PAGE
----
Biofuels are hot. But how hot? Here are “just the facts.” But first, what are biofuels? These are fuels derived from plants or animal fat that can replace such familiar oil-based transportation fuels as gasoline or diesel.
Ethanol can be distilled from corn, sugarcane or even straw and other cellulosic plant materials such as wood chips or grasses. Biodiesel is produced from vegetable oil crops such as palm, soybeans or rapeseed, or animal fats and leftover restaurant grease.
High oil prices, technological advances, concerns about energy security and the environment, and efforts to revitalize rural economies have all intersected to drive the biofuels boom. Ethanol has been used as a gasoline additive or stand-alone fuel in the United States and Brazil since the 1970s, but in recent years there has been an explosion of interest, resulting in substantial investment and steeply increased production.
Biodiesel is relatively new in the U.S., but has attracted strong interest and investment as well. There are 113 ethanol plants producing today in the U.S., with a capacity of 5.6 billion gallons per year or 365,000 barrels per day (bd).
Another 84 ethanol plants are either under construction or expanding, which could add another 6.1 billion gallons of annual production capacity (400,000 bd) in the next few years. A barrel of ethanol contains 3.54 million British Thermal Units (BTUs) of energy, while a barrel of gasoline contains 5.25 million BTUs. This means that a gallon of ethanol only provides about 70 percent of the energy that one gets from a gallon of gasoline. A state-of-the-art ethanol plant today can convert a bushel of corn into about 2.8 gallons of fuel ethanol. Two decades ago, this figure was closer to 2 gallons.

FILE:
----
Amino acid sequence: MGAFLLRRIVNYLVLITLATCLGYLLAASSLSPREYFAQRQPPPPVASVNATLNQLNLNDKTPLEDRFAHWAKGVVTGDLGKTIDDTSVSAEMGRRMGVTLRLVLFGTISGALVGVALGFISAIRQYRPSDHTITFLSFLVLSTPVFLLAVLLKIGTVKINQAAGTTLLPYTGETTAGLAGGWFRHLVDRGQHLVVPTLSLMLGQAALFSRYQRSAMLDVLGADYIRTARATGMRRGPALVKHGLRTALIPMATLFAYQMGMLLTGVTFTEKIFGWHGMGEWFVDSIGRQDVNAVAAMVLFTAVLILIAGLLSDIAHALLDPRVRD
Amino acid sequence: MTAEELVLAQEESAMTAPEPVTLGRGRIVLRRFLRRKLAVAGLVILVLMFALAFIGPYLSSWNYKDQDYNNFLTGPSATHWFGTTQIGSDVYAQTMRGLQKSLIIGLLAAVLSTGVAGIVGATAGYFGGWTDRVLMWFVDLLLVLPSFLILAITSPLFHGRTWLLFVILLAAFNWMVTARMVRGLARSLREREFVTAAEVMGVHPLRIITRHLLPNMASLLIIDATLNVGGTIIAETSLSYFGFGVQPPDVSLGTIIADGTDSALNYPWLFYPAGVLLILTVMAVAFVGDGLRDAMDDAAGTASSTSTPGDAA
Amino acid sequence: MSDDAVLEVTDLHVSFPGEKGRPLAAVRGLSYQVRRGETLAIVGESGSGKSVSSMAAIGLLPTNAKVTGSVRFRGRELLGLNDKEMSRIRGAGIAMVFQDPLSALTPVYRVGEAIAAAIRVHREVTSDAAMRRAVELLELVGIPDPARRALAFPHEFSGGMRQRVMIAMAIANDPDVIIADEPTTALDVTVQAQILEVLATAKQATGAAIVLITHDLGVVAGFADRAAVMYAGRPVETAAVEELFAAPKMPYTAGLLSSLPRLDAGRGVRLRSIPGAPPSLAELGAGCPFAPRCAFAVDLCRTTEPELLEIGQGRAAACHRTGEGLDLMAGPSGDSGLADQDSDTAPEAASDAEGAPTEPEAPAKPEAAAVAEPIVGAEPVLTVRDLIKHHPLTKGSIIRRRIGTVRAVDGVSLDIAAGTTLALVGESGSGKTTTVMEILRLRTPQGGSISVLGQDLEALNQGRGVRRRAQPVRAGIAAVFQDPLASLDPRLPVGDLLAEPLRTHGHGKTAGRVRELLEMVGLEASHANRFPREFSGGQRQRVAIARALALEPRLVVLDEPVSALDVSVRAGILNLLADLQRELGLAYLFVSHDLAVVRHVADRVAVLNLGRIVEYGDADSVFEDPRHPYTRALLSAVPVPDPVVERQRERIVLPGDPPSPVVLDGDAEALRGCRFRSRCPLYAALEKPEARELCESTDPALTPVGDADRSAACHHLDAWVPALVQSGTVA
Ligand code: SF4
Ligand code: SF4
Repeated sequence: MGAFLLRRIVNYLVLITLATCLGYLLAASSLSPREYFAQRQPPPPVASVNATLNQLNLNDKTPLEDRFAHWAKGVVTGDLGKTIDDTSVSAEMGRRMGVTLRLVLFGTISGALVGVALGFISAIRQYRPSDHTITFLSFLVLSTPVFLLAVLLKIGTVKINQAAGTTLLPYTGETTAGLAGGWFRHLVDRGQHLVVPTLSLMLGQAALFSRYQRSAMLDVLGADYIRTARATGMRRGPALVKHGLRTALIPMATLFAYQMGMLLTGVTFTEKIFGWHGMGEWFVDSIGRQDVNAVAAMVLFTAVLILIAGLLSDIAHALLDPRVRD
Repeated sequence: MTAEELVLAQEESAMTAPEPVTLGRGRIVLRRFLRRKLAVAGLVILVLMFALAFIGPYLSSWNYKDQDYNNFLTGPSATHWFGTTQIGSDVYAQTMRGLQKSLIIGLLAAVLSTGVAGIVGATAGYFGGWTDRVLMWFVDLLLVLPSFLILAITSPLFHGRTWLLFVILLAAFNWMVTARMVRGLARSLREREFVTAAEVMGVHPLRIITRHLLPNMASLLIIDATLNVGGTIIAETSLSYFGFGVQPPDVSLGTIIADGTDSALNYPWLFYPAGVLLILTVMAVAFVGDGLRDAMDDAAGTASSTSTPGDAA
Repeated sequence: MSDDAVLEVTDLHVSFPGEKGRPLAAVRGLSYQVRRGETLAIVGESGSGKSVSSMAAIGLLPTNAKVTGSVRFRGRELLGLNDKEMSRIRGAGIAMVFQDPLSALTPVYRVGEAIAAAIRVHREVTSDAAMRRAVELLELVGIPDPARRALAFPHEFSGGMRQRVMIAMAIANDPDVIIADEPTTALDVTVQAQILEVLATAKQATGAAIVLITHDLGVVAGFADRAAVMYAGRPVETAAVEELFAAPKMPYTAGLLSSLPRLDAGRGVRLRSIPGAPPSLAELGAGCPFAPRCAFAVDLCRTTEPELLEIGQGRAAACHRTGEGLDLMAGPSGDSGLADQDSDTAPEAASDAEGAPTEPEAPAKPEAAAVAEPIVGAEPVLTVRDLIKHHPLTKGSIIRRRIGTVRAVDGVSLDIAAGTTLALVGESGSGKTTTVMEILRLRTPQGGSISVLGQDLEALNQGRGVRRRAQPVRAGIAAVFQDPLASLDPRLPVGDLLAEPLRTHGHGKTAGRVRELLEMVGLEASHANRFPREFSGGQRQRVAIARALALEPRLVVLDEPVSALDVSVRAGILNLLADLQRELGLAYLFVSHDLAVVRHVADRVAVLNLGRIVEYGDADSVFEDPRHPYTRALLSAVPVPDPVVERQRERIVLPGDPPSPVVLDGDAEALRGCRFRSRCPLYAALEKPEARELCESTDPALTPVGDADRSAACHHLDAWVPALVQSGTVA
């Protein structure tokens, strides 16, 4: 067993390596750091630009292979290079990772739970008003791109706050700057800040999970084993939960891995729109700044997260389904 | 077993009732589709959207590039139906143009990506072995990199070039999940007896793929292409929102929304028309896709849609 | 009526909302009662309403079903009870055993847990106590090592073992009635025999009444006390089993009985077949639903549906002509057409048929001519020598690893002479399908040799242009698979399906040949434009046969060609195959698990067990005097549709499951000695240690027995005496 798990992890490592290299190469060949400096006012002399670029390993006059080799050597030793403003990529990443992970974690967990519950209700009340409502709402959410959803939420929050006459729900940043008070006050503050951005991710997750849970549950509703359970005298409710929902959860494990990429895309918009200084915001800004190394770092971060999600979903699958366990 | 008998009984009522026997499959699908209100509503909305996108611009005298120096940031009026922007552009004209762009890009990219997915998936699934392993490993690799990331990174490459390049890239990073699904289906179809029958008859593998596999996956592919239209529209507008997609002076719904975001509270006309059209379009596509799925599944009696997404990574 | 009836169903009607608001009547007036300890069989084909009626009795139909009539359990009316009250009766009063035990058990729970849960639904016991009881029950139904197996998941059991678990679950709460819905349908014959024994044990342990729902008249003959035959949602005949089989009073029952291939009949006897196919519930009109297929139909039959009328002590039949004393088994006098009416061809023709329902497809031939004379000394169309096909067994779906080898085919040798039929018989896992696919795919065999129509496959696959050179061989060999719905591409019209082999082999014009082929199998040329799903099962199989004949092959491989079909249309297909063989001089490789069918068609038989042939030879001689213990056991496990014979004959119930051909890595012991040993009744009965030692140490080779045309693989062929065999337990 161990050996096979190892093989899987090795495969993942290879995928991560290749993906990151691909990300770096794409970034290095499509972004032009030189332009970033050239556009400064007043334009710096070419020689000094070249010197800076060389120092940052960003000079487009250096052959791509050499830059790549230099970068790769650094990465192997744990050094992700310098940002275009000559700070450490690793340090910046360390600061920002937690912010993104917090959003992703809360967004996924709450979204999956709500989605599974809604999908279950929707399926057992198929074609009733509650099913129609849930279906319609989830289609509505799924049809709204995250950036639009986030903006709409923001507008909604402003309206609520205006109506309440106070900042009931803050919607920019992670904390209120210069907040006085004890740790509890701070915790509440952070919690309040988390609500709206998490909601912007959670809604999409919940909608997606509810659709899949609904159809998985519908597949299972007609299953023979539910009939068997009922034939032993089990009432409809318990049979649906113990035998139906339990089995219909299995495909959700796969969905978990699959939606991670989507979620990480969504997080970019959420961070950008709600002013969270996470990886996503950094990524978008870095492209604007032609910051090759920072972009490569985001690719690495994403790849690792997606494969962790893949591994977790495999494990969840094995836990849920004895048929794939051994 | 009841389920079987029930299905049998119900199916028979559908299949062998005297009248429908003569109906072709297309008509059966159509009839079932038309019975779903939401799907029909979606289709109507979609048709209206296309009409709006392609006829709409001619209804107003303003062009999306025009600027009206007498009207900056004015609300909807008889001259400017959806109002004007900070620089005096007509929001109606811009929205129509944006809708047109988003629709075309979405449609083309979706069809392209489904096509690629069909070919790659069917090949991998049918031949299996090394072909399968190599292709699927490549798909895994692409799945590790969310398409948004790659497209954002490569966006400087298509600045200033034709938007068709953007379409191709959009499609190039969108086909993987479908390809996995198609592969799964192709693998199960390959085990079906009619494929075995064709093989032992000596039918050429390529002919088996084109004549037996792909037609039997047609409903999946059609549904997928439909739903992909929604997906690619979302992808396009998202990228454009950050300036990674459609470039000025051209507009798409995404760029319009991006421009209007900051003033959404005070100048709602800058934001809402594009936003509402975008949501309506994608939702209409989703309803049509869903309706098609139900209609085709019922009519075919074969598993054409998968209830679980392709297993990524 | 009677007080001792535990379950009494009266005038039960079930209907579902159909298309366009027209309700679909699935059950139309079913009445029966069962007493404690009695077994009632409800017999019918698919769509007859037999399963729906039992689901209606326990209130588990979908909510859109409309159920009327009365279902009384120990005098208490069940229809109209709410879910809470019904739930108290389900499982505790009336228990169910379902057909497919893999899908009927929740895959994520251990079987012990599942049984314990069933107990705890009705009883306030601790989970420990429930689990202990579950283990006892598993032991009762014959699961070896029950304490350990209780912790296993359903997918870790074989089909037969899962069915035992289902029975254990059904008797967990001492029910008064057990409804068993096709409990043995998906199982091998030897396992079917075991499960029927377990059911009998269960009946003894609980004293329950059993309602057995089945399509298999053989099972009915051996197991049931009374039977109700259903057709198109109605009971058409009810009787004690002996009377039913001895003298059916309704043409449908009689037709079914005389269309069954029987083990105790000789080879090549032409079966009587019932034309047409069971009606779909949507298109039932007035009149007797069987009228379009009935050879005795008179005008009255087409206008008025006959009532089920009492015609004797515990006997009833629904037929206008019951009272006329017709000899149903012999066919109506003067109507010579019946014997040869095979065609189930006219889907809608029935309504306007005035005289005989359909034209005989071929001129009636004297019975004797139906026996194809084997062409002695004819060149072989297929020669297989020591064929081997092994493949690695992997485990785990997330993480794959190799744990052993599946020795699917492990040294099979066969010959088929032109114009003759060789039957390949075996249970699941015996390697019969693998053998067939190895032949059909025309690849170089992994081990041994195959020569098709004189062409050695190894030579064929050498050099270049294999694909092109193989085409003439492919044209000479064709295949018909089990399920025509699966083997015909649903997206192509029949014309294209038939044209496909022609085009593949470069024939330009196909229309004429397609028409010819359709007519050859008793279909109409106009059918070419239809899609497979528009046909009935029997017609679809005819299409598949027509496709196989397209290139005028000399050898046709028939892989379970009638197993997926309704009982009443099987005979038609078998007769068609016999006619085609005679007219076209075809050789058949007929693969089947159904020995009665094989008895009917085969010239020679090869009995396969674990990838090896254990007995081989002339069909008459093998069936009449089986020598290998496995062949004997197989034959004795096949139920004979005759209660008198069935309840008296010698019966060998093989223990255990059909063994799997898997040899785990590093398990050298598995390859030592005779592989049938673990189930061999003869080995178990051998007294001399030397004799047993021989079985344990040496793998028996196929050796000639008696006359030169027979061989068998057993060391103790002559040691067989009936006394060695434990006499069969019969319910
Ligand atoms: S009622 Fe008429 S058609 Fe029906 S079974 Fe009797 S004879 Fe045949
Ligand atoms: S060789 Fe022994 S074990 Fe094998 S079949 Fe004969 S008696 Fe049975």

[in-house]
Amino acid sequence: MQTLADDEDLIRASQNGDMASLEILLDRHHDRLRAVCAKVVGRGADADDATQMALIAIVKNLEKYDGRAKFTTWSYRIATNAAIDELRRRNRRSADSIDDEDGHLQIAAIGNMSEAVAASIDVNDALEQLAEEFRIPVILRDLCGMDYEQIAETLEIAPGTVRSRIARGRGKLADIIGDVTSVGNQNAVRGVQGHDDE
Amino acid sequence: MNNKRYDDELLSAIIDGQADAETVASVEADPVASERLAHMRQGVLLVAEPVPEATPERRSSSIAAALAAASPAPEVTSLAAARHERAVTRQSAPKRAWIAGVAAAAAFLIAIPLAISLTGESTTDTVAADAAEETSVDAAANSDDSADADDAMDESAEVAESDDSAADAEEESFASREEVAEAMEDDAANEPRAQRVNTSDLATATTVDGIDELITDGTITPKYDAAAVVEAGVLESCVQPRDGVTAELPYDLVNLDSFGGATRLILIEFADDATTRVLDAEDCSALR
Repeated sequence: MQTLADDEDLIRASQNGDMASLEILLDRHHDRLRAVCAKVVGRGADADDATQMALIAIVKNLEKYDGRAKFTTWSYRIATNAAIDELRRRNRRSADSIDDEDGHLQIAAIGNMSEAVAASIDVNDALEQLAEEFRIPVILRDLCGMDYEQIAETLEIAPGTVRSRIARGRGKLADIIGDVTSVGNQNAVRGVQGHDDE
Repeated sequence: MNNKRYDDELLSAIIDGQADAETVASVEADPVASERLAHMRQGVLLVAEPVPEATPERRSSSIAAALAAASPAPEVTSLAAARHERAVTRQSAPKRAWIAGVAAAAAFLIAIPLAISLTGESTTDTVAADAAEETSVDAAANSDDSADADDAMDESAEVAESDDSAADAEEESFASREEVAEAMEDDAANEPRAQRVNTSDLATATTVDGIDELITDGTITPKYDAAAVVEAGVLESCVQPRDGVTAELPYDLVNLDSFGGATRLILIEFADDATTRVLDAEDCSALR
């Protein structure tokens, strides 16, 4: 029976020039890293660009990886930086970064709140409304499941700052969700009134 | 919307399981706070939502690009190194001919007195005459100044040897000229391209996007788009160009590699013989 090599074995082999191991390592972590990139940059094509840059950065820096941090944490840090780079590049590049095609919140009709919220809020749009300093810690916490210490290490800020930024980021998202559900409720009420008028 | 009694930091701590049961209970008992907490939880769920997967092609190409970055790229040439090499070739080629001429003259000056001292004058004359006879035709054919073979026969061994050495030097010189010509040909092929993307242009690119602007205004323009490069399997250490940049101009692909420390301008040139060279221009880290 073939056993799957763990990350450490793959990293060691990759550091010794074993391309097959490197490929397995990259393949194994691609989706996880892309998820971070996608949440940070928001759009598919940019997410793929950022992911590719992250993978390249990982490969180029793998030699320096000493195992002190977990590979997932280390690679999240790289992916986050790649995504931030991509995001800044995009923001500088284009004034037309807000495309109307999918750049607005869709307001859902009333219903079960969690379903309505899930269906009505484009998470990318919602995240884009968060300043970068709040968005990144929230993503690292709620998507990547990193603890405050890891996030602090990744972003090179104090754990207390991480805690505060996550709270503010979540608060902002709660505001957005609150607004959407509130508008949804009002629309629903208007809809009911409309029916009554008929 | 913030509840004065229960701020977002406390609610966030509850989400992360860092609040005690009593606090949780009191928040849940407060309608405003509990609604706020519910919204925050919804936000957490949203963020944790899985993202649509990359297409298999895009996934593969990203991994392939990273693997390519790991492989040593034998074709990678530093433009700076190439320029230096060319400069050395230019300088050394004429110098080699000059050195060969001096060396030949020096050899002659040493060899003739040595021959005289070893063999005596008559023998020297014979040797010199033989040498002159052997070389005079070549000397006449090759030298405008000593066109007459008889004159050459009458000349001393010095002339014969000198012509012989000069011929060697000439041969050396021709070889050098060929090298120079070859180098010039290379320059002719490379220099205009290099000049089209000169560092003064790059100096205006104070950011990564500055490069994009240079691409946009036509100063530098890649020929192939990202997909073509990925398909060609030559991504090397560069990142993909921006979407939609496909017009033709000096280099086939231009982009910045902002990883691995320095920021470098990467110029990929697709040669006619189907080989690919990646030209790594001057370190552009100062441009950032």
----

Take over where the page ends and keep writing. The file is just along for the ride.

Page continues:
n the United States, blenders of ethanol receive a 51 cent-per gallon tax credit for every gallon of ethanol used in gasoline; for biodiesel, the equivalent credit is .00 per gallon. In 1980, the U.S. consumed a grand total of 11,000 barrels of ethanol per day. By early 2007, that demand had reached about 400,000 barrels per day, or over four percent of the total gasoline market by volume.
Current federal legislation requires 7.5 billion gallons (490,000 bd) of biofuel use by 2012. The Bush administration recently proposed a target of 35 billion gallons (2.3 million bd) of renewable and alternative fuels by 2017-a goal that would likely require major advances in cellulosic ethanol technology.
In 2006, the ethanol sector consumed nearly 2.2 billion bushels of corn-about 20 percent of the total U.S. harvest of 10.7 billion bushels. Ethanol can be produced from non-food crops, such as switchgrass and straw. But this approach can’t yet compete in the marketplace. There is currently intense interest in making this process-”cellulosic ethanol”-commercially viable.
The US biodiesel industry is much smaller than the ethanol industry. Current annual production is estimated at 250 million gallons (16,000 bd), although it is growing quickly. Europe is currently the world leader in biodiesel production and use. Annual production is currently over 1.5 billion gallons (100,000 bd) with substantial new capacity under construction.
Daniel Yergin, chairman of CERA, received the Pulitzer Prize for “The Prize: The Epic Quest for Oil, Money & Power” and the United States Energy Award for lifelong achievements in energy and the promotion of international understanding. Vist CERA at http://cera.ecnext.com.